The red triangle markers nailed to the trees mark our way through the woods. We pause while Gregory takes out his small handsaw to cut through a log that has recently fallen over the path.
“I am impressed how well-maintained this trail is. It’s one of the best I’ve seen in Nova Scotia with many interpretive signs, well-placed trail markers, and bridges and paths in excellent condition. It must take a lot of work,” I say as Gregory lifts the log off the trail.
“You’re right,” says Gregory, throwing additional fallen branches off the path. I admire his commitment to keeping the trail operational even when he is out for his personal enjoyment. “Similar to the Peace Conferences, the Peace Trail is a collaborative effort from many community companies and people, like our local resident, Bob Nogler, who helped to build the trail and now stewards it.”
“We are blessed that we have over 600 acres connected to this trail system and 10 miles of protected shore frontage. Without the partnership and easements from landowners, Seagull Foundation, Nature Conservancy of Canada, Salt Mine, and Friends of Pugwash Estuary, this trail would not be a reality.”
This reminds me of what John Caraberis said earlier over coffee, “If we don’t protect wildland, it will surely get developed one day. For me, that feels like something dies.”
I pause by a picnic table dedicated to the memory of Alice Power, past Chair of Friends of the Pugwash Estuary, to appreciate the surrounding gift of peace made possible only by these generous donations of land.
“This trail has been therapeutic too, says Gregory. “It has helped some of Cumberland County’s at-risk children get in touch with the land and be part of a cooperative and supportive group who helped to build the trail. Local summer students have also pitched in to unblock old fish ladders so the salmon can flow freely up the river again.” Gregory gazes silently over the bridge at the Pugwash River below.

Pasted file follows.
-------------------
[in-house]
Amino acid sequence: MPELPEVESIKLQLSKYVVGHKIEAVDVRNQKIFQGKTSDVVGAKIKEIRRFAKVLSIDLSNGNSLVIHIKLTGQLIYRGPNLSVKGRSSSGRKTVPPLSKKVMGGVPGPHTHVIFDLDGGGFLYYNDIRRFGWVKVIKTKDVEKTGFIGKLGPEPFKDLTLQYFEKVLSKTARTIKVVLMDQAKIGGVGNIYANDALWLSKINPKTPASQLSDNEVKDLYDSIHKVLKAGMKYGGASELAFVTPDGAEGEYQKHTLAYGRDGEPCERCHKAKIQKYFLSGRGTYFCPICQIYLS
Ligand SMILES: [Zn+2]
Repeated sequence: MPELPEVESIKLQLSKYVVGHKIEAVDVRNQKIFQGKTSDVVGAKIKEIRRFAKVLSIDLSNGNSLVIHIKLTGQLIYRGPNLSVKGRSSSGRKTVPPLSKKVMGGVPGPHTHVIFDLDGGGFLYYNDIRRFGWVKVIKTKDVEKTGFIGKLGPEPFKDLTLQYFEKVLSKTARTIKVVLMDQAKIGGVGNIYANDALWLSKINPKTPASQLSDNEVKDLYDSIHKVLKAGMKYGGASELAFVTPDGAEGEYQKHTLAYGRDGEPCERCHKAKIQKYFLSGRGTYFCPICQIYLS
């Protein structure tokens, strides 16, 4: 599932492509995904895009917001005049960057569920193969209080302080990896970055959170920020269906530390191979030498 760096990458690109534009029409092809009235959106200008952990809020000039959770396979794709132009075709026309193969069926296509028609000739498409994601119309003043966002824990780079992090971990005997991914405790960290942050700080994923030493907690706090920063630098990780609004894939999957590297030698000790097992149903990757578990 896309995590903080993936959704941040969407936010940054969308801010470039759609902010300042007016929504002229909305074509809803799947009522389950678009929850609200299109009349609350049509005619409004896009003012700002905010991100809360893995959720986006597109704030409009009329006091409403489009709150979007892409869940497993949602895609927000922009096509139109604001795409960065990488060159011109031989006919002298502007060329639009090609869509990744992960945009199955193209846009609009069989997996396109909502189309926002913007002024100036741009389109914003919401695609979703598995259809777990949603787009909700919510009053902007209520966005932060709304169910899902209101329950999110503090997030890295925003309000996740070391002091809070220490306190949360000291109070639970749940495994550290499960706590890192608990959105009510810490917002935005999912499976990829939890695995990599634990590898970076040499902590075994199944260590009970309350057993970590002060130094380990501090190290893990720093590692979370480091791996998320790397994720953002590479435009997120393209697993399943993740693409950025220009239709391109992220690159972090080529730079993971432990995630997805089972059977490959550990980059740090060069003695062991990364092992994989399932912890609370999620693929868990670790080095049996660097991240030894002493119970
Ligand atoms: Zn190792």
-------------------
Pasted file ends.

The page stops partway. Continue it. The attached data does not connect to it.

“I come here to canoe in the summer. It’s where I find peace,” Gregory adds. “We also host an annual canoe and barbecue day. It’s great fun and open to all.” I make a mental note to return for the excitement and adventure in the summer.
“Watch your step,” calls Gregory. “We are ascending a short incline to the top of this knoll.” Strange, I think, to have such a big mound like this along the flat shoreline by the river.
“What caused this?” I ask.
“Busy little mink! The rascals. They’ve tunnelled and undermined this hill. Ha-ha. I love it,” he adds will a playful wink. I think about Thoreau’s words and realize how interdependent we all are on our delicate ecosystem.
I marvel we are still following the water. I can’t remember another forest trail in Nova Scotia where so much of the trail is directly along the water. How exceptional. I stop for a moment to savour the peace. Not even the sounds of birds interrupt the quietness. But Gregory assures me that this area is teeming with birds every spring. “In fact,” he adds, “this area hosts the Annual Spring Migratory Bird Count. This year, we logged a total of 811 birds representing 70 species.”
As we end our hike, thoughts of my busy life start to re-enter my consciousness. I am grateful to know I can find peace, be in the wild, and be a part of something greater than myself, only a few steps away from Pugwash on the North Shore.